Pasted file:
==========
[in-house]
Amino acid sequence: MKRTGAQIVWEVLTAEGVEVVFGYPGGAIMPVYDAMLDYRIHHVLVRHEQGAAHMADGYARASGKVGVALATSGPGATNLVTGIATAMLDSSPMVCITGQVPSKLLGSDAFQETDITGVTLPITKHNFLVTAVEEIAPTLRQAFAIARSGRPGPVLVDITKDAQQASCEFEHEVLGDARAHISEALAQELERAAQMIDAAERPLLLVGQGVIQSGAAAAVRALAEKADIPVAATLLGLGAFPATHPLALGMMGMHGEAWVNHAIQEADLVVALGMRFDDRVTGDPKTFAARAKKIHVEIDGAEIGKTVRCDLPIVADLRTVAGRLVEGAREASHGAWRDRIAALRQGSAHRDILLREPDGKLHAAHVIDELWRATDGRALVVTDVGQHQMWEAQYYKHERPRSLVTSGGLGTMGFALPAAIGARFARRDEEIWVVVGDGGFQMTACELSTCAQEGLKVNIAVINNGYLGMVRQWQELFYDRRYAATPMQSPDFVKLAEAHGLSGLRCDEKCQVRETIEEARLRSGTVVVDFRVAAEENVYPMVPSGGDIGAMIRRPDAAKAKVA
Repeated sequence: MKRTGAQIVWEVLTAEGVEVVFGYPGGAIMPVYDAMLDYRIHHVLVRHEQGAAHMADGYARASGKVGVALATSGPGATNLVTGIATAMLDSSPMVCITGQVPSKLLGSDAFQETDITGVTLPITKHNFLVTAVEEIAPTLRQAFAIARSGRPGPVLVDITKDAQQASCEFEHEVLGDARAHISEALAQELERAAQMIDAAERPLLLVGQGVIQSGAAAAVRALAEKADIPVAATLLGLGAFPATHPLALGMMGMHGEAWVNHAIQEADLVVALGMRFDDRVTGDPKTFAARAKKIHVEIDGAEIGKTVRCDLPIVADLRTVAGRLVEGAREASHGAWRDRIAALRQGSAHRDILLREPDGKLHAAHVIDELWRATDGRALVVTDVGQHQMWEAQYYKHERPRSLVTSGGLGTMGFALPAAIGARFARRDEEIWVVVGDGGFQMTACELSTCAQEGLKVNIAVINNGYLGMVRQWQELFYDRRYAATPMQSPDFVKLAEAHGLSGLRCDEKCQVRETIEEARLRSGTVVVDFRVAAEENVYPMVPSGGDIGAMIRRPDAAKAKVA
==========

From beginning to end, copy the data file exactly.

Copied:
[in-house]
Amino acid sequence: MKRTGAQIVWEVLTAEGVEVVFGYPGGAIMPVYDAMLDYRIHHVLVRHEQGAAHMADGYARASGKVGVALATSGPGATNLVTGIATAMLDSSPMVCITGQVPSKLLGSDAFQETDITGVTLPITKHNFLVTAVEEIAPTLRQAFAIARSGRPGPVLVDITKDAQQASCEFEHEVLGDARAHISEALAQELERAAQMIDAAERPLLLVGQGVIQSGAAAAVRALAEKADIPVAATLLGLGAFPATHPLALGMMGMHGEAWVNHAIQEADLVVALGMRFDDRVTGDPKTFAARAKKIHVEIDGAEIGKTVRCDLPIVADLRTVAGRLVEGAREASHGAWRDRIAALRQGSAHRDILLREPDGKLHAAHVIDELWRATDGRALVVTDVGQHQMWEAQYYKHERPRSLVTSGGLGTMGFALPAAIGARFARRDEEIWVVVGDGGFQMTACELSTCAQEGLKVNIAVINNGYLGMVRQWQELFYDRRYAATPMQSPDFVKLAEAHGLSGLRCDEKCQVRETIEEARLRSGTVVVDFRVAAEENVYPMVPSGGDIGAMIRRPDAAKAKVA
Repeated sequence: MKRTGAQIVWEVLTAEGVEVVFGYPGGAIMPVYDAMLDYRIHHVLVRHEQGAAHMADGYARASGKVGVALATSGPGATNLVTGIATAMLDSSPMVCITGQVPSKLLGSDAFQETDITGVTLPITKHNFLVTAVEEIAPTLRQAFAIARSGRPGPVLVDITKDAQQASCEFEHEVLGDARAHISEALAQELERAAQMIDAAERPLLLVGQGVIQSGAAAAVRALAEKADIPVAATLLGLGAFPATHPLALGMMGMHGEAWVNHAIQEADLVVALGMRFDDRVTGDPKTFAARAKKIHVEIDGAEIGKTVRCDLPIVADLRTVAGRLVEGAREASHGAWRDRIAALRQGSAHRDILLREPDGKLHAAHVIDELWRATDGRALVVTDVGQHQMWEAQYYKHERPRSLVTSGGLGTMGFALPAAIGARFARRDEEIWVVVGDGGFQMTACELSTCAQEGLKVNIAVINNGYLGMVRQWQELFYDRRYAATPMQSPDFVKLAEAHGLSGLRCDEKCQVRETIEEARLRSGTVVVDFRVAAEENVYPMVPSGGDIGAMIRRPDAAKAKVA